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Re: S&I's idea of EQ?

    As numbers demonstrate, it is both possible and useful to manipulate
    objects without side effecting them.  As I recall, S&ICP uses only
    the make-environment and eval operations on environments, neither of
    which mutates an environment.  I can imagine many other
    non-side-effecting operations on environments, such as:

  What happens to (eval '(define x 4) <some-environment>)?

You're quite right; the interpreter in chapter 4 of S&ICP side effects
the environment if x is not already bound.  I don't have to like it,
but that's what it does.  The only way I see to avoid side effects to
environments and also remain consistent with S&ICP and with RRRS is
by arranging never to have any unbound variables.  I don't have to
like that either, but that's what I does.

    1) Do you mean that an implementation might choose always to return
    #!true on 2 different "closings" of the same lambda expression?

No, eq? gets to say #!true only if the procedures have identical
behavior aside from the fact that they are associated with distinct
locations.  The procedure domain (E* --> K --> C) is the set
of continuous maps from arguments to expression continuations to command
continuations; despite this imposing explanation, an element of the
procedure domain is nothing more than the behavior of a procedure in
the intuitively simple model.  Thus eq? procedures are behaviorally

    2) I'm confused by your proposal.  I think naive users would be
    confused also.  If models become too complicated, the language becomes
    intractable.  If the mathematics of the intuitively simple model are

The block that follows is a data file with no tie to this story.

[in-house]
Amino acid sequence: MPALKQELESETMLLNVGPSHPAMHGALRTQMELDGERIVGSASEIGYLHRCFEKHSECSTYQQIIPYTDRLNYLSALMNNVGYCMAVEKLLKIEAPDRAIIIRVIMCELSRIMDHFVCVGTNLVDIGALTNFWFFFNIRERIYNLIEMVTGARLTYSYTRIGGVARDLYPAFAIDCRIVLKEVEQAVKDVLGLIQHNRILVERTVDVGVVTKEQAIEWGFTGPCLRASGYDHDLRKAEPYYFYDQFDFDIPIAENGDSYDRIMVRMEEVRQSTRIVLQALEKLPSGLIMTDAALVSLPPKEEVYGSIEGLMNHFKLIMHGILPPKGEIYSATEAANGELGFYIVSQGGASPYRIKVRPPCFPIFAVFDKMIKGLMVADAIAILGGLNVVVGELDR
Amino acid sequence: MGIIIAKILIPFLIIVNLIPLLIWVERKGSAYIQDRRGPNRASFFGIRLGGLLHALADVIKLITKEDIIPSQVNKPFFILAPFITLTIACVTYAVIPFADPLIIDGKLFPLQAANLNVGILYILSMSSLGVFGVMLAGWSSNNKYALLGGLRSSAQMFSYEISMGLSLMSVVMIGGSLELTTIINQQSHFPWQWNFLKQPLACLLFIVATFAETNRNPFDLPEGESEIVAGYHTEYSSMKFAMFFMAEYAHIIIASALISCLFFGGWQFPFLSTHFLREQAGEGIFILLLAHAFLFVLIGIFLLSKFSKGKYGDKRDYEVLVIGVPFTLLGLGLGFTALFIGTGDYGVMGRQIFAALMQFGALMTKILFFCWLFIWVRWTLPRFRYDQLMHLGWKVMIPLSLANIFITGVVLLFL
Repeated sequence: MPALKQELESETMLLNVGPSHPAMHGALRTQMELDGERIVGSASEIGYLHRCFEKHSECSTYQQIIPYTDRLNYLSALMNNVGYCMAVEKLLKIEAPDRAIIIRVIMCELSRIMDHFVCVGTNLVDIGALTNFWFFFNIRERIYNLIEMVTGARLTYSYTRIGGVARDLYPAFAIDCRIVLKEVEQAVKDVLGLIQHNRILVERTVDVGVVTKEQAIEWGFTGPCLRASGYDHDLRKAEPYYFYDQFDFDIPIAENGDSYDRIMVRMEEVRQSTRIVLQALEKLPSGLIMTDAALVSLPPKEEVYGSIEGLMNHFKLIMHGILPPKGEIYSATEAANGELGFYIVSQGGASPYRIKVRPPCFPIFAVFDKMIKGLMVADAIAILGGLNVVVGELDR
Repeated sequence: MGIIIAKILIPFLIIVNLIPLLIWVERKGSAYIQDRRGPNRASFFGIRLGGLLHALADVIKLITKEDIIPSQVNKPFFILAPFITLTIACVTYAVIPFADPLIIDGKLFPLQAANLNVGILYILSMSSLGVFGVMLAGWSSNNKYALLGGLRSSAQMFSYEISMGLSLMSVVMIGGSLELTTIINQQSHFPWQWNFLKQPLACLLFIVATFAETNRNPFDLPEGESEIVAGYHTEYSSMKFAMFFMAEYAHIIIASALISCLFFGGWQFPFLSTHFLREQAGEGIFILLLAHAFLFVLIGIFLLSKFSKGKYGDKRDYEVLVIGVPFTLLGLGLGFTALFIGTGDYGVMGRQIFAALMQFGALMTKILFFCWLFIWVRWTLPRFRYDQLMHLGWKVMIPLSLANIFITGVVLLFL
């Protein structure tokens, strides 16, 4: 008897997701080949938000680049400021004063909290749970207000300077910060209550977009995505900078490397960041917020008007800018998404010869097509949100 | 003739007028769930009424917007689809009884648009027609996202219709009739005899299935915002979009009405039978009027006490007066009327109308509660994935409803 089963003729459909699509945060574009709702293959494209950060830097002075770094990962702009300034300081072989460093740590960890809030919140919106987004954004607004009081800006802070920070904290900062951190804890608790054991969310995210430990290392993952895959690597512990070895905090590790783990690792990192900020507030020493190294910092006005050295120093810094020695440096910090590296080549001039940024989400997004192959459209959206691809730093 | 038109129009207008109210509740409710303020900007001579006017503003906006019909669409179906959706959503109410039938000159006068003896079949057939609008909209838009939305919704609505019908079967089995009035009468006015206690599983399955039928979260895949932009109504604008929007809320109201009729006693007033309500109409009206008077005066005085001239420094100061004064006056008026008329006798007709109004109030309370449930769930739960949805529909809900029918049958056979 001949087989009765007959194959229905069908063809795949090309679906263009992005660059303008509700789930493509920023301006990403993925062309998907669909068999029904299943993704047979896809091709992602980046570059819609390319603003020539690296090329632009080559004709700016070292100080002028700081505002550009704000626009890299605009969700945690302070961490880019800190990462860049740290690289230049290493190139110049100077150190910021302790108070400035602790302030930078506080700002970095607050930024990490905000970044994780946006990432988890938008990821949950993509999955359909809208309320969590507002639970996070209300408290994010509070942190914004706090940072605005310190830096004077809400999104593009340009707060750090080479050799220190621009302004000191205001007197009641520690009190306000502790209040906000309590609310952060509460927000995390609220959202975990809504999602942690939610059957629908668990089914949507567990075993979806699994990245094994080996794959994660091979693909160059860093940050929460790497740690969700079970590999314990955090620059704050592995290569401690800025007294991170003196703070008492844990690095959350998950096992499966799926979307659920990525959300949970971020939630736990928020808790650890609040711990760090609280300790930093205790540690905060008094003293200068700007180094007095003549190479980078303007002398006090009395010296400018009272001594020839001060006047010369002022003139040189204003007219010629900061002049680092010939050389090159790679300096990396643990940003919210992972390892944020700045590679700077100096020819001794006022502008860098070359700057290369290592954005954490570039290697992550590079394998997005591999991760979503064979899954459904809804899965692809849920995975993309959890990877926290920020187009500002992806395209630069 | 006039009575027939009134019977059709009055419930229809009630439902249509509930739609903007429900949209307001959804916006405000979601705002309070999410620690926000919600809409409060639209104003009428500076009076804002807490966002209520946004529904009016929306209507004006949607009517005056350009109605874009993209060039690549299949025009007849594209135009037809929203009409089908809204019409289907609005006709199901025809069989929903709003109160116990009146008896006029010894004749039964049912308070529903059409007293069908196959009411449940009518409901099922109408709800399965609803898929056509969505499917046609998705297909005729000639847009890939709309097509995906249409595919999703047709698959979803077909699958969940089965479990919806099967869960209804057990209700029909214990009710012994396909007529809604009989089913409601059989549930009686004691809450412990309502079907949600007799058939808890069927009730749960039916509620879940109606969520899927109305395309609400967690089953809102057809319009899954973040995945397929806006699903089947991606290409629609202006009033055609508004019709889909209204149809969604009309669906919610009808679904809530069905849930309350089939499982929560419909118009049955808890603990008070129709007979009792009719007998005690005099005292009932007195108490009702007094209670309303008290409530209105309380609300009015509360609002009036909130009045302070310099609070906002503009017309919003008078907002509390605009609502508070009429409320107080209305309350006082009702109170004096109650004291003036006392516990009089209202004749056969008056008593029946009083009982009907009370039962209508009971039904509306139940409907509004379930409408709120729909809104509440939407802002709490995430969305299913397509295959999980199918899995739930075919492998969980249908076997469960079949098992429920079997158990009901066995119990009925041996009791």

less elegant, that may imply that the mathematic representation is not
    adequate.  In case of conflict, I will usually choose the intuitively
    simple model since a new representation better suited to it may appear
    tomorrow.  One of the main reasons why Scheme has become popular (I
    think) is that it is easy to learn.  This proposal would complicate it

Truly naive users shouldn't be using eq? on anything but symbols.
(Some would say that truly sophisticated users don't need to use
eq? on anything but symbols.  I haven't yet reached that stage.)

The intuitively simple model doesn't attach locations to procedures,
and allows us to explain that eq? doesn't work on procedures because
equality of procedures is computationally undecidable.  That model
has been rejected, however, so we have to explain that eq? kind of
works on procedures, but is not entirely reliable because equality
of procedures is computationally undecidable.  Instead of comparing
the procedures to see if they are equal, eq? looks at the computational
history of the procedures and returns #!true if they were created at
the same instant in time.

At this point we should admit that eq? is an example of bad language
design, but that we are stuck with it for historical reasons.  We've
probably had to apologize for eq? earlier in connection with numbers,
so this is no big deal.

Up to now I've probably been saying more or less what's said in 6.001.
Some users will then ask, "Isn't that [the time at which a procedure
is created] implementation-dependent?" and I then say "Yes, it's
just like eq? on numbers.".  I don't know what people say in 6.001,
but I suspect it's a lot more complicated than what I say.

The answer can't be to give the user an interpreter, because she
would then ask--assuming she is no longer naive--"But isn't the
interpreter just a particular implementation?" and she would be

Users should have a healthy disrespect for the programming languages
they are forced to use, so there's no point in pretending that Scheme
makes sense in all its dark corners.  You should hear me trying to help
people understand Common Lisp.

Peace, Will